There are a number of reasons that an ET tube that is bent in a "hockey stick" form (straight down to the cuff, then bent upwards) improves visualization and placement. There is some variation, however, with how much bend is required. Levitan and pals intubated a few cadavers, using ET tubes and stylets bent into a "hockey stick" shape with angles ranging from 25° to 60°. 

What they found was that an angle sharper than 35° increased the difficulty of tube passage significantly - at 60°, over half of the ET passage attempts were rated "impossible!"

4. Cricoid pressure is misunderstood:

Simply put:

Cricoid pressure ≠ BURP maneuver ≠ Laryngeal manipulation

The two cartilaginous structures are structurally distinct, are attached to surrounding anatomy in different ways, and respond to manipulation in distinct manners.
  • Cricoid pressure, in which the cricoid cartilage is displayed posteriorly, is not mean to aid visualization, but to prevent passive regurgitation during RSI.
  • The Backwards-Upwards-Rightwards-Pressure (BURP) maneuver employs manipulation of the laryngeal cartilage. It is performed by an unguided assistant, and is intended to improve visualization.
  • External laryngeal manipulation (of the laryngeal cartilage) is performed by the laryngoscopist with their free right hand, also to improve the view.
Most importantly, cricoid pressure may be very difficult to apply correctly, and do little to prevent aspiration even when done perfectly. Furthermore, it may worsen the chances of successful intubation. In a review of the risks and benefits of the cricoid pressure (or Sellick's maneuver),  Ellis and Harris reviewed a mountain of literature. This an essential paper for every EM physician, and I'll email a PDF to anyone who wants it. They found that:
  • "Recent anatomic investigations on live patients undermine the conclusions of initial cadaver studies validating the technique."
  • "Cricoid pressure consistently reduces tidal volume and increases peak inspiratory pressures when applied during bag-valve-mask ventilation, and even controlled, well applied cricoid pressure can adversely effect ventilation and cause airway obstruction."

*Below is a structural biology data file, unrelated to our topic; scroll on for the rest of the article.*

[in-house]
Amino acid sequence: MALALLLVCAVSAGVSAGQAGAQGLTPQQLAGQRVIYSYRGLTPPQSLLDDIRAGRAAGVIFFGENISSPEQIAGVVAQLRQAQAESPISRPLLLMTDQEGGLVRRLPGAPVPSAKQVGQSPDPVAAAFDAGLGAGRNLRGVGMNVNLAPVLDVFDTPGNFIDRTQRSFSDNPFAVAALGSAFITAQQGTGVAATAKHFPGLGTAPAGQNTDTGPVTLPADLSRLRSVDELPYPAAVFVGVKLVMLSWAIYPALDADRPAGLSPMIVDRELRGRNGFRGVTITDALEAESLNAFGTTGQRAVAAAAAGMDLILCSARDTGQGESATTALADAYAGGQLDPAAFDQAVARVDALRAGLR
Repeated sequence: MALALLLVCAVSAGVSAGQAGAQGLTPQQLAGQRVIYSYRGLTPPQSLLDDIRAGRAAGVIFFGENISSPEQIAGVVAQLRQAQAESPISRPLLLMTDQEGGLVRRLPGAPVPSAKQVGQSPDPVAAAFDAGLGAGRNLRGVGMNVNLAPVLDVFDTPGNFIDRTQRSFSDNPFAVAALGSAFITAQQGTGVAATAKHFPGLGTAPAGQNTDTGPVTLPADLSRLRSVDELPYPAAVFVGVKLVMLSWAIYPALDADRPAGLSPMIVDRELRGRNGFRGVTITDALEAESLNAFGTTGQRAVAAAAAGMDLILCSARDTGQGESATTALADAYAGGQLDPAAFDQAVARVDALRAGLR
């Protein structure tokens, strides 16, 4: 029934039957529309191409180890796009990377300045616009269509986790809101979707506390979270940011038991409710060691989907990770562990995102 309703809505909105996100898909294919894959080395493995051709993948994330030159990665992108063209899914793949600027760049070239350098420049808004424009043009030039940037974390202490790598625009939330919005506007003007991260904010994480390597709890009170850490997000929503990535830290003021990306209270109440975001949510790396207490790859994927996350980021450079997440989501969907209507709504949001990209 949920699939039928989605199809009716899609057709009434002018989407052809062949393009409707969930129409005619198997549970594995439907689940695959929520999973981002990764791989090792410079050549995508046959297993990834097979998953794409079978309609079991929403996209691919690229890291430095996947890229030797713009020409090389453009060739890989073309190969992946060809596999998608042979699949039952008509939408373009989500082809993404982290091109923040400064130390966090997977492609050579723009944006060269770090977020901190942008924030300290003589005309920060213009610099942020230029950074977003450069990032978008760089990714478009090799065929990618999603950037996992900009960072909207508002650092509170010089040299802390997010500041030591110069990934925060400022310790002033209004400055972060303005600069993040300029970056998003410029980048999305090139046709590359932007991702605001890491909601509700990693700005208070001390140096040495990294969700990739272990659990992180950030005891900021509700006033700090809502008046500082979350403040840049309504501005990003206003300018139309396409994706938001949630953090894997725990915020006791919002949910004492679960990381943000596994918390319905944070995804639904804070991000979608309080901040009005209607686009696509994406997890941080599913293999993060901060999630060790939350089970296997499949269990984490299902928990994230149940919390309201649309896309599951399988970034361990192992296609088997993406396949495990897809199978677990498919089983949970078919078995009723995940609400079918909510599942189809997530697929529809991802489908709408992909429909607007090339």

• "There is solid evidence that cricoid pressure is applied inconsistently in all intubating environments. Indeed, if we are not able to perform it as recommended (ie, without excessive force at the correct location) whether or not it is a useful technique becomes a secondary argument."
They conclude that:
Given that the risks of cricoid pressure worsening laryngeal view and reducing airway patency have been well described, we recommend that the removal of cricoid pressure be an immediate consideration if there is any difficulty either intubating or ventilating the ED patient.
While that review was based on a systematic review of the literature, the same authors then conducted a study of their own, looking at the benefit of switching between cricoid and laryngeal maneuvers during intubation attempts. One table well-summarizes their findings:

CP = cricoid pressure, BLM = external (bimanual) laryngeal manipulation
So, know the differences in these maneuvers, how and when to best apply them, and understand when to switch between them!

5. Pull the Cheek:
So you're almost there - you see the cords, the #8 is in your right and your attending is shouting "What do you see?" in your ear. As you start to send it home, though, the mouth starts looking a bit crowded, and you lose sight of the precious cords. What to do?

Put your attending to work - ask them to pull the right cheek to the side, creating more room to visualize and place the tube.

I tell ya', it's like finding $10 in your just-washed scrubs - free money!

Wednesday, February 1, 2012

Pitfalls in stroke

Perhaps my recollections of working in Major Med are different than your experiences. When I was up to my ears in patients, spread a mile wide and a centimeter deep, the last thing I wanted to hear was...
... unless it was immediately followed by "EMS is bringing in a stroke alert!" That meant that a neurology resident would be swooping in, protocols falling in place, and things happening without needing my constant input. 

Perhaps it was wrong of me, karmically improper, to wish that everyone would have their stroke during my shift. Where I work now, the whole stroke team is this guy:

As a result of my new status, I've had to learn a bit more about fibrinolysis of the acute CVA than I did previously. Mostly this has to do with finding exclusions to administering tPA. Clearly, using a check-list is essential here, as well as knowing the policies of your own institution. With that in mind, however, I want to emphasize some pitfalls in the process. For a quick reference to the tPA guidelines, refer to my old post.